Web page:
Nearly one-quarter of 2-year-old babies who are still drinking from a bottle at 2 years of age may be prone to obesity by the time they turn 5, a new study suggests.
For the study, researchers analyzed data on 6,750 children who participated in the Early Childhood Longitudinal Study, Birth Cohort, which included kids from around the United States born in 2001.
About 22 percent of the children continued to use bottles regularly at 24 months of age, meaning they mainly drank from a bottle or were put to bed with one.
And, prolonged bottle use was associated with an increased risk of obesity at 5.5 years (OR, 1.33; 95% CI, 1.05 to 1.68) AFTER controlling for potential confounding variables (sociodemographic characteristics, maternal obesity, maternal smoking, breastfeeding, age of introduction of solid foods, screen-viewing time, and the child’s weight status at birth and at 9 months of age).
At age 5 1/2, about 23 percent of the children who drank from a bottle at age 2 were obese, compared to about 16 percent of kids who’d stopped using a bottle by age 2, according to the study.
That makes children still using a bottle at age 2 about 33 percent more likely to be obese than children who were weaned sooner, the researchers said.
Here are more details in a report from HealthDay News: One likely explanation for the finding: kids who are still drinking from a bottle at age 2 are probably consuming more calories than they need, the study authors said.
“At older ages, the bottle is probably used for comfort and convenience rather than nourishment,” said study lead author Rachel Gooze, a doctoral candidate in public health at Temple University’s Center for Obesity Research and Education in Philadelphia.
The study will be published in an upcoming issue of The Journal of Pediatrics.
Children were considered obese if their body mass index [BMI, a ratio of weight to height] was at or above the 95th percentile for their age. The proportion of 5-year-olds in the study who were obese roughly tracked other national statistics that place obesity rates among pre-schoolers at about one in five, Gooze said.
Experts have long encouraged parents to wean children from the bottle around age one.
The American Academy of Pediatric Dentistry advises parents to wean children from a bottle at about ages 12 to 14 months, and to avoid putting a baby to bed with a bottle to avoid tooth decay.
The American Academy of Pediatrics has a similar recommendation, cautioning that “the bottle [should] be given up entirely at around age one and almost certainly by eighteen months.”
Other research has suggested that prolonged bottle use may contribute to iron deficiency, according to background information with the study.
For the study, the researchers accounted for other factors that could influence obesity in 5-year-olds, including having an obese mother, socioeconomic status, whether kids were breast-fed as infants, and the timing of the introduction of solid foods. (They did not have information on the children’s physical activity.)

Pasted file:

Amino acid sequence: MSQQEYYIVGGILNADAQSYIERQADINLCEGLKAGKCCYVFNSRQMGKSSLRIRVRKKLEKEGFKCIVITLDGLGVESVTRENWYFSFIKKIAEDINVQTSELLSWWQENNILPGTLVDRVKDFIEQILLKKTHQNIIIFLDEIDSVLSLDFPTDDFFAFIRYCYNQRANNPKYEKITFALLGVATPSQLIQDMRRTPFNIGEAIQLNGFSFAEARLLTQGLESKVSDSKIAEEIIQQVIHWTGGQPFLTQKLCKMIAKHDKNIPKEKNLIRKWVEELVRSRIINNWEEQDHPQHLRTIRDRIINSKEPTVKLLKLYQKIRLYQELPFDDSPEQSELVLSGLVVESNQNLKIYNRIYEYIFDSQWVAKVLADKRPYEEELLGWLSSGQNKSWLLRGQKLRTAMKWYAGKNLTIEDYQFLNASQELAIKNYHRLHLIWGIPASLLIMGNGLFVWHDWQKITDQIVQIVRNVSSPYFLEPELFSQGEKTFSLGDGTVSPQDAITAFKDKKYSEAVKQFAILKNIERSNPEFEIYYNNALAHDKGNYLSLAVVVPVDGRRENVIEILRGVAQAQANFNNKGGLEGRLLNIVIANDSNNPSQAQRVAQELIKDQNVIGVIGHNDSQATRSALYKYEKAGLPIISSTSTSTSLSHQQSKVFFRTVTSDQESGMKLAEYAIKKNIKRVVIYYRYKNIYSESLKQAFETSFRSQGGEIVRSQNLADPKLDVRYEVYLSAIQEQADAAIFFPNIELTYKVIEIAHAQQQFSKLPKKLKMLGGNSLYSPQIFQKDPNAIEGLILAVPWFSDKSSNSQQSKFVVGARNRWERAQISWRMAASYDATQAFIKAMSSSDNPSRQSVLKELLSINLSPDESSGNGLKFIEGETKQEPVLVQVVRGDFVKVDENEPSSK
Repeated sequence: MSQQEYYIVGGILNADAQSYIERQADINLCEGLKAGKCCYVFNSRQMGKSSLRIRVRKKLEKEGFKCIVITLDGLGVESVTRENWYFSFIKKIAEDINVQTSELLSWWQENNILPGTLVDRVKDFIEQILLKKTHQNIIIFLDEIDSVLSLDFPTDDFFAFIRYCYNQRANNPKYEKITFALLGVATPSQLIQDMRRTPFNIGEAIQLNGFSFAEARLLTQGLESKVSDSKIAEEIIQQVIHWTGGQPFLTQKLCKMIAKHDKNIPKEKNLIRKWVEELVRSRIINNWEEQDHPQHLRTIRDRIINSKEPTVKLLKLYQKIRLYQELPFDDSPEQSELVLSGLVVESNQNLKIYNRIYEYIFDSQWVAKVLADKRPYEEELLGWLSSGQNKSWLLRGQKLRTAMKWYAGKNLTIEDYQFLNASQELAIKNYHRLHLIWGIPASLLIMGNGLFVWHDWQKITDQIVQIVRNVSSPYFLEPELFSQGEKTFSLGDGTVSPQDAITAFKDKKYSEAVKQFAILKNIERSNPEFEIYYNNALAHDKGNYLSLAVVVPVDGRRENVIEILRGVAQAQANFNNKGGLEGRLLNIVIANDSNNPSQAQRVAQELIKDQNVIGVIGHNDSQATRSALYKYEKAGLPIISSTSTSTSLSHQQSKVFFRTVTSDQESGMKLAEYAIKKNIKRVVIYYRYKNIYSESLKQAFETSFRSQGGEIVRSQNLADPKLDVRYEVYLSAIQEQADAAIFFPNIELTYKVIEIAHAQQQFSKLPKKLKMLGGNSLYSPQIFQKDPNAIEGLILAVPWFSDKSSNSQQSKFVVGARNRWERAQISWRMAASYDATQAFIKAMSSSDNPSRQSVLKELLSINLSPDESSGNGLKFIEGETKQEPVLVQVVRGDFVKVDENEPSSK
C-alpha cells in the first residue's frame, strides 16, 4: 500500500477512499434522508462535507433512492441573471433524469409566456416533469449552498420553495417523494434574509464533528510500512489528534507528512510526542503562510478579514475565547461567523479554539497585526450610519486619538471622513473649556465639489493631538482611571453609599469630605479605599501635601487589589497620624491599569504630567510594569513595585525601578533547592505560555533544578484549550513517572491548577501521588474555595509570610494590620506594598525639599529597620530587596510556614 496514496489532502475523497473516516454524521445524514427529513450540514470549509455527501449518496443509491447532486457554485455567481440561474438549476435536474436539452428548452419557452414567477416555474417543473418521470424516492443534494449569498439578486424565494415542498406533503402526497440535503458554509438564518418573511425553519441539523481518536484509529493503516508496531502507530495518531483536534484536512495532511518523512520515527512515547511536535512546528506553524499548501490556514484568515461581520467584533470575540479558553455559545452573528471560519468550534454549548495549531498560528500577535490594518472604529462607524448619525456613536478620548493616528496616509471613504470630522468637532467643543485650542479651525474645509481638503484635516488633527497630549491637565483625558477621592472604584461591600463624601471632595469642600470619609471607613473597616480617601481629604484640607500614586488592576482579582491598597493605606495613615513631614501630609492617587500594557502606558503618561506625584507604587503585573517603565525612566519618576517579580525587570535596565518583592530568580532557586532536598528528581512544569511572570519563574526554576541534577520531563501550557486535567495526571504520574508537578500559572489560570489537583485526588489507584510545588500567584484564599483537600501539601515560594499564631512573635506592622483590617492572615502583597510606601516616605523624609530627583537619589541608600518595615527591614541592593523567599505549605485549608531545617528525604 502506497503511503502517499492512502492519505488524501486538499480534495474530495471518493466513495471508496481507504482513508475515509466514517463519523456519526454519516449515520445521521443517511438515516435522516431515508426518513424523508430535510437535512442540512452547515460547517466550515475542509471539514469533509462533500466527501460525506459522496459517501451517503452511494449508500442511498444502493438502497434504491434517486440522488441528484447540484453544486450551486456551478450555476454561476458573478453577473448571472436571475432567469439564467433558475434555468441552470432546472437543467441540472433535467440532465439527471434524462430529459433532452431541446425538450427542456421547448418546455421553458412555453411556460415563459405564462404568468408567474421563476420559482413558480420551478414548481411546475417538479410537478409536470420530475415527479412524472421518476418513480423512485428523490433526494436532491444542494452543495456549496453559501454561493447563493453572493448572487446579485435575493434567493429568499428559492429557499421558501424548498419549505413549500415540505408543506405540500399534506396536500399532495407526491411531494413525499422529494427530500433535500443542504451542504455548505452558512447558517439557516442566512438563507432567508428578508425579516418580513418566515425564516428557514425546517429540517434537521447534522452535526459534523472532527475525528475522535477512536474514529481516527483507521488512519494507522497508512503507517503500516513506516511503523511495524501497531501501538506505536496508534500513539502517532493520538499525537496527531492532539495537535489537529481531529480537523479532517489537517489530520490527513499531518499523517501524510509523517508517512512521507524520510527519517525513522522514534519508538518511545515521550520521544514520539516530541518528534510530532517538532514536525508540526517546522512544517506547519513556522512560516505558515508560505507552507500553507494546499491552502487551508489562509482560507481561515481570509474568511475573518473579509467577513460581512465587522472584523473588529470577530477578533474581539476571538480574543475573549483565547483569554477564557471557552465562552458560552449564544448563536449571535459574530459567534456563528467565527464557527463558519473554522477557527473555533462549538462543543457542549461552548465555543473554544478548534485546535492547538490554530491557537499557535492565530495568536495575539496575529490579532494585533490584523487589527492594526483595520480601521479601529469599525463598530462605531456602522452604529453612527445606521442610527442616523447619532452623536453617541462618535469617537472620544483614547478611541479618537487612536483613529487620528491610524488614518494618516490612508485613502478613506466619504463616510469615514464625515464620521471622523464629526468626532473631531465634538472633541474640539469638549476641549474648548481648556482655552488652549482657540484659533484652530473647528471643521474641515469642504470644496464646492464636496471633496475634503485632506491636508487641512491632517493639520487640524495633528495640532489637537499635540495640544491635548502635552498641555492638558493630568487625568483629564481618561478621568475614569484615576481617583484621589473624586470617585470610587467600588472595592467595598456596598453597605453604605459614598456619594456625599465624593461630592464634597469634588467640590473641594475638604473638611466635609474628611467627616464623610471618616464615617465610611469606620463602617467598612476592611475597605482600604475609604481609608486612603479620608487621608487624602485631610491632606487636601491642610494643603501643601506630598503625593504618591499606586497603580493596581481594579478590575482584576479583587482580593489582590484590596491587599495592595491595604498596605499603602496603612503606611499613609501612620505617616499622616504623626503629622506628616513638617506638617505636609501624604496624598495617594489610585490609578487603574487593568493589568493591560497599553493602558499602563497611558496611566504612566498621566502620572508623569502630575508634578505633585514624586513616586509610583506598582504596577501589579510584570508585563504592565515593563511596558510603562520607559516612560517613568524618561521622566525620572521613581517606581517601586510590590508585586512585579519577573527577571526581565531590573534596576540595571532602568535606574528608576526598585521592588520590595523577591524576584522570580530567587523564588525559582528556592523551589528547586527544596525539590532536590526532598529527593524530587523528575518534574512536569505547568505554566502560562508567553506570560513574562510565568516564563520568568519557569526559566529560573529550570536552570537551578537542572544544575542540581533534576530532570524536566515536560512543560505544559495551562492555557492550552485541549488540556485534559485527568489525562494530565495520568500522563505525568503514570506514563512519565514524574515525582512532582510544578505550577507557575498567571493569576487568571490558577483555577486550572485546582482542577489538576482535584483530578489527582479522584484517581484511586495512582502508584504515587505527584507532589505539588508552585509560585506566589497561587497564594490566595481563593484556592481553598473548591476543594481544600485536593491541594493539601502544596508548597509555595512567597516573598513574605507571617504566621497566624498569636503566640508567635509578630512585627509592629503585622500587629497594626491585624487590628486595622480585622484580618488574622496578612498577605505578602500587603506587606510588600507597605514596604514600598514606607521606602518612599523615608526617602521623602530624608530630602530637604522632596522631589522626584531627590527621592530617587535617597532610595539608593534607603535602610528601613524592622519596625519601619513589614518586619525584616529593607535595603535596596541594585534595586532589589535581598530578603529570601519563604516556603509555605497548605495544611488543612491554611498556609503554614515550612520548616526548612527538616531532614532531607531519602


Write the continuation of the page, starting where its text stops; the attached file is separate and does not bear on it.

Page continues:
Even when controlling for those factors, children who drank from a bottle at age 2 were more likely to be obese than kids who’d graduated to a cup, the researchers said.
Bottle-feeding or breast-feeding infants is necessary during the first year of life to provide adequate nutrition during a time of rapid growth, said Dr. Roya Samuels, a pediatrician at the Steven and Alexandra Cohen Children’s Medical Center of New York.
Between 4 and 6 months of age, babies should begin eating solid foods, which will gradually become the child’s main source of nourishment, Samuels said. A typical 1-year-old needs only about 10 to 16 ounces of whole milk per day, in addition to a “healthy assortment of table foods,” she said. Parents should limit fruit and vegetable juices to no more than 4 ounces a day and the remainder of liquids consumed should be water, she added.
“If parents continue bottle-feeding into the toddler period, it is likely children will be consuming too many calories during the course of the day, leading to excessive weight gain into childhood,” Samuels said, noting that this new study is among the first to track children over time to determine how prolonged bottle use may affect their weight.
Wresting a bottle away from an opinionated and stubborn toddler isn’t easy, especially if there is a younger sibling in the house who is getting a bottle.
Gooze recommends that parents discuss weaning strategies with their pediatrician, and also change their own mindset about the transition. Rather than think of weaning as taking something away from the child, look at it as a sign your baby is reaching another milestone, she said.
“We definitely recognize stopping the bottle at a year of age is not easy, and stopping it at 2 years of age may be even harder,” she said. “It might be helpful to think of moving from a bottle to a cup as a developmental milestone, like moving from crawling to walking, which is something to celebrate, even if it has challenges.”
The Nemours Foundation has tips here for making the transition from bottle to cup.